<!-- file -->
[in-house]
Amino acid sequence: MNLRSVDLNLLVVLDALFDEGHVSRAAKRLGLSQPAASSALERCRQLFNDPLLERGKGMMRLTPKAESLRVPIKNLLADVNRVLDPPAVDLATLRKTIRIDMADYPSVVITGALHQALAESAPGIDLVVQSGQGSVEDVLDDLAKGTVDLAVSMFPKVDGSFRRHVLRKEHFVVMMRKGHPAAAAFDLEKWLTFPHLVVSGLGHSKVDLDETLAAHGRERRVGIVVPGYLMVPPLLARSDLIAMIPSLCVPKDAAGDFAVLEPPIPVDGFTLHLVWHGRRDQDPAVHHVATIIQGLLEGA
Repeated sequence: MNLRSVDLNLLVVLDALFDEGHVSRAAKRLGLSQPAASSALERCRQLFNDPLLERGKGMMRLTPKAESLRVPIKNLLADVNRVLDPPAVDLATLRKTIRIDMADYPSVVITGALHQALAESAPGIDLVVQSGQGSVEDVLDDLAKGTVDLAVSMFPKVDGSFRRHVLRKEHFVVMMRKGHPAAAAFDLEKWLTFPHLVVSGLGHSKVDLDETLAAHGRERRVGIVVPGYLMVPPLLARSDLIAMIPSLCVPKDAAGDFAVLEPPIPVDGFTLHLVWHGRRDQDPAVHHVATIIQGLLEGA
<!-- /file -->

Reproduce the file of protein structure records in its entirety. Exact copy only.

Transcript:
[in-house]
Amino acid sequence: MNLRSVDLNLLVVLDALFDEGHVSRAAKRLGLSQPAASSALERCRQLFNDPLLERGKGMMRLTPKAESLRVPIKNLLADVNRVLDPPAVDLATLRKTIRIDMADYPSVVITGALHQALAESAPGIDLVVQSGQGSVEDVLDDLAKGTVDLAVSMFPKVDGSFRRHVLRKEHFVVMMRKGHPAAAAFDLEKWLTFPHLVVSGLGHSKVDLDETLAAHGRERRVGIVVPGYLMVPPLLARSDLIAMIPSLCVPKDAAGDFAVLEPPIPVDGFTLHLVWHGRRDQDPAVHHVATIIQGLLEGA
Repeated sequence: MNLRSVDLNLLVVLDALFDEGHVSRAAKRLGLSQPAASSALERCRQLFNDPLLERGKGMMRLTPKAESLRVPIKNLLADVNRVLDPPAVDLATLRKTIRIDMADYPSVVITGALHQALAESAPGIDLVVQSGQGSVEDVLDDLAKGTVDLAVSMFPKVDGSFRRHVLRKEHFVVMMRKGHPAAAAFDLEKWLTFPHLVVSGLGHSKVDLDETLAAHGRERRVGIVVPGYLMVPPLLARSDLIAMIPSLCVPKDAAGDFAVLEPPIPVDGFTLHLVWHGRRDQDPAVHHVATIIQGLLEGA